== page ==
Good morning. Tropical Depression 19 was upgraded to Tropical Storm Sally yesterday, and this morning it has 60 mph maximum sustained winds off the west coast of Florida. While we continue to expect no real impacts here in Texas, this will be a problem for the central Gulf Coast.
On satellite, Sally is quite impressive, but it’s evident that the storm is not yet well-organized. It still seems to be battling some wind shear. That is expected to diminish today, leaving Sally in kind of an ideal space for strengthening. The various weather models we look at are widely varying in terms of how much Sally strengthens over the next day or two as it approaches the central Gulf Coast. The National Hurricane Center (NHC) is forecasting a borderline category 1/2 hurricane at landfall, with maximum sustained winds of 90 mph, but there have been solutions stronger than that and quite a few options that are a good deal weaker than that as well. So suffice to say, there’s a high degree of uncertainty as to whether Sally approaches land as a borderline major hurricane or strong tropical storm. That will have some impact on what central Gulf locations see in terms of wind and surge obviously.
While the intensity forecast is still full of uncertainties, the track forecast is coming into pretty solid agreement on a landfall between about (or just west of) Port Fourchon, LA and central Mississippi.
The NHC track takes it ashore just southwest of New Orleans. Tropical models are generally near or east of that forecast. The ECMWF model is generally west of there, closer to or west of Port Fourchon (where have we seen this before?), although the disparity is a bit less glaring this time. So there’s still a bit of uncertainty, which is pretty important, especially when dealing with a place like New Orleans. Timing-wise, impacts should begin late tonight or early tomorrow.
Obviously, the first thing that many people will think of (including me since I’ve been reading a book about it for the last 3-4 weeks) is Hurricane Katrina. Just to be abundantly clear, this is not Katrina. This is an entirely different storm with differences ranging from size to intensity to angle of approach to a newly fortified levee system. So let’s just not even go there.
That being said, this storm is likely to produce a considerable storm surge (in addition to heavy rainfall) that will offer a test of the flood protection infrastructure in southeast Louisiana. The current NHC surge forecast (recall, this product is showing the reasonable worst case scenario of a surge (inundation above ground level) with landfall at high tide outside of levee protected areas) shows some significant values for Mississippi and southeast Louisiana.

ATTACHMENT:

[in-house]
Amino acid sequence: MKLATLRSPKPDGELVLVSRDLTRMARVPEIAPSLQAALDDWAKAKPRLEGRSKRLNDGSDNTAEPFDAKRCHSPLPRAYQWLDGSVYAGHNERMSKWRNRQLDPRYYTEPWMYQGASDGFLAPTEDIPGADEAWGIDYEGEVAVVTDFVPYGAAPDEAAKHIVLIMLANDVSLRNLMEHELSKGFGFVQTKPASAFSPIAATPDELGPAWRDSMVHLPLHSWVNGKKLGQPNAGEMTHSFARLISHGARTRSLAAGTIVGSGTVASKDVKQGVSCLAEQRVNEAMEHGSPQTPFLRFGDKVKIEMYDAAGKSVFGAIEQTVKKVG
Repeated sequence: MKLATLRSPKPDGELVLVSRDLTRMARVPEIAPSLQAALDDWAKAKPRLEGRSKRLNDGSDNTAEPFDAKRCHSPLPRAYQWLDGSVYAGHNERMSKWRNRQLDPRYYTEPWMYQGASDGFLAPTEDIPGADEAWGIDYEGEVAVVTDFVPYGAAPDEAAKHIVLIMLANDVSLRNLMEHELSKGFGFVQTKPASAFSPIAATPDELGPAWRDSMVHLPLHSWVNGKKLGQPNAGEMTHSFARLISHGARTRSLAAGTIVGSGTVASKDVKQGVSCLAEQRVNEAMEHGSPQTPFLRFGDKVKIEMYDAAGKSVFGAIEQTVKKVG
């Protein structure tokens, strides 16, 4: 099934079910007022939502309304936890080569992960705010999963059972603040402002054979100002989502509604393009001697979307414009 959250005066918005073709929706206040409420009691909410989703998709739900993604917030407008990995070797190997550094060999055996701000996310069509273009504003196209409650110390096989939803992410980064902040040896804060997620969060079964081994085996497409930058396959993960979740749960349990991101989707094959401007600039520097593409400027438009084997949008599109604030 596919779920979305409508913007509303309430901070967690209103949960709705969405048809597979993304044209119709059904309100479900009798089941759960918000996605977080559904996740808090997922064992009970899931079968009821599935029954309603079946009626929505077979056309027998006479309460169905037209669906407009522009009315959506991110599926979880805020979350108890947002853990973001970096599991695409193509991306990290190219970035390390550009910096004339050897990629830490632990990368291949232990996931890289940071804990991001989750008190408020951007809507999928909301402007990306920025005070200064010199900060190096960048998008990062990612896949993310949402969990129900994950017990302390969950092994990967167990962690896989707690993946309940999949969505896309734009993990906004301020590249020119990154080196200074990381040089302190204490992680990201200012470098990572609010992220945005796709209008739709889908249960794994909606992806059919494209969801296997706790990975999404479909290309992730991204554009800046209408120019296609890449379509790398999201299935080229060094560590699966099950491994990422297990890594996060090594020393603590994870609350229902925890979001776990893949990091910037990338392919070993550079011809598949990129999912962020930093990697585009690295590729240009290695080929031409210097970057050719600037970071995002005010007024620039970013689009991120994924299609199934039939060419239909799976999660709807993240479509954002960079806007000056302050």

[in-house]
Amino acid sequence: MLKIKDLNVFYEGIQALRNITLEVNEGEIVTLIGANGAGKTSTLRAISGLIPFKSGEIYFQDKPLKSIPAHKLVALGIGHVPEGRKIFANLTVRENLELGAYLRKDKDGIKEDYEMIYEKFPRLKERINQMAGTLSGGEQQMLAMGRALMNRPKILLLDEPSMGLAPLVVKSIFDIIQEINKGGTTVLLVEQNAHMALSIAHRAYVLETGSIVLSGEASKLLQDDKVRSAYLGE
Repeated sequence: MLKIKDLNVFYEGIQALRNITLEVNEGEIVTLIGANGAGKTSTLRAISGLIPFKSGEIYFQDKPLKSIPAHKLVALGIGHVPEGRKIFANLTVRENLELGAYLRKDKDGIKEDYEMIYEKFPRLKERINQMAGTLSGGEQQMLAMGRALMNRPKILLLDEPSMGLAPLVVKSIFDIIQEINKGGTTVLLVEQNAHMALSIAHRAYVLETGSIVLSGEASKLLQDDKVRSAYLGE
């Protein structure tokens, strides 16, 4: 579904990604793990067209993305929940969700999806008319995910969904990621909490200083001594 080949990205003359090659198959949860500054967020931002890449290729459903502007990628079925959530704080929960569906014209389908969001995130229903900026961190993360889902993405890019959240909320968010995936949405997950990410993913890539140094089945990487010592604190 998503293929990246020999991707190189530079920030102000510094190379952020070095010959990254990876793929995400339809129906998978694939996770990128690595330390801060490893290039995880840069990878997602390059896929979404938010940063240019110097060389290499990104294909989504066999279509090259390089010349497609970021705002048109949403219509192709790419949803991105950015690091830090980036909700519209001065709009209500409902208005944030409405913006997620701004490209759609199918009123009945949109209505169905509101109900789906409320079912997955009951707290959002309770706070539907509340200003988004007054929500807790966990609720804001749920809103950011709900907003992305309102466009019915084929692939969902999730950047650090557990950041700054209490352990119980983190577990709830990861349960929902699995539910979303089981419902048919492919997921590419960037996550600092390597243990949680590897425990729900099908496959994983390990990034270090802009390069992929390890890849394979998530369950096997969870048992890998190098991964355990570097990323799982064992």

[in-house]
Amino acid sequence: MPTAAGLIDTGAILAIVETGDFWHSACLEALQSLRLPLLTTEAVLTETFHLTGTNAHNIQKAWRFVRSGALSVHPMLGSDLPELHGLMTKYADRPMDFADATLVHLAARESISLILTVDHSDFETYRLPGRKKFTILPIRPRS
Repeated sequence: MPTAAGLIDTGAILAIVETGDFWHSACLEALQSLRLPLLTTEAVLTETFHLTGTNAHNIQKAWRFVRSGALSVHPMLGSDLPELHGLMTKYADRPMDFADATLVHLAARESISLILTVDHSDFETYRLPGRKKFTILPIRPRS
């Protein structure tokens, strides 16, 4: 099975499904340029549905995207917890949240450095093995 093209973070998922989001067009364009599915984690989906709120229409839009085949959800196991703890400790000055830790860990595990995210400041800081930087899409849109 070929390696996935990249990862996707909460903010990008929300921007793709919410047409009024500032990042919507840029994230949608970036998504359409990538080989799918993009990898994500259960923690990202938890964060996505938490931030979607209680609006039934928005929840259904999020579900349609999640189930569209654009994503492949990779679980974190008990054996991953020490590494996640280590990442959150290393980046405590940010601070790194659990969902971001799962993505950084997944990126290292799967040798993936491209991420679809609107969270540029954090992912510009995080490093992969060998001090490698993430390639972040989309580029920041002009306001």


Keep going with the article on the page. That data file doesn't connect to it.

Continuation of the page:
Again, this assumes a high-end category 1 hurricane making landfall at high tide just southwest of New Orleans. There will likely be some modifications to this forecast before landfall depending on exactly how things unfold.
The next hazard is rainfall, and this may be the most significant problem in the end. As Sally approaches the coast, you notice in the NHC track forecast above, it shows the dreaded deceleration and turn. That means that there will be areas dealing with repeating rounds of heavy rainfall in southeast Louisiana, Mississippi, Alabama, and Florida. Sally is likely to become a considerable flooding threat for those areas.
Total rainfall is likely to be on the order of 5 to 15 inches between the New Orleans area and about Destin, FL. Higher amounts are absolutely possible. As evidence of this, Key West saw 9.37″ of rain on Saturday, which set a new monthly record for September and was the fifth wettest day on record there going back to 1871. So, while the surge and hurricane aspect of this storm are justifiably important and likely to generate a significant amount of attention, the rainfall flooding of Sally may be the most serious problem in the end.
Elsewhere in the tropics, we have Hurricane Paulette heading directly for Bermuda, Tropical Depression Rene dissipating, and Tropical Depression 20 likely to become Teddy over the next day or two. None of these systems are concerns for the Gulf. Another “invest” to the north of TD 20 may develop but stay out at sea. Another weak tropical wave is emerging off Africa and could also develop as it moves west. But for at least the next 10-12 days, we don’t expect any issues in the western Gulf. We continue to see the potential for a cold front next weekend, so as always, there’s a non-zero risk that could pull something unforeseen on us in the Gulf. But no reliable model is implying anything like that at this time. So rest easy here in Houston. We’re good for the time being.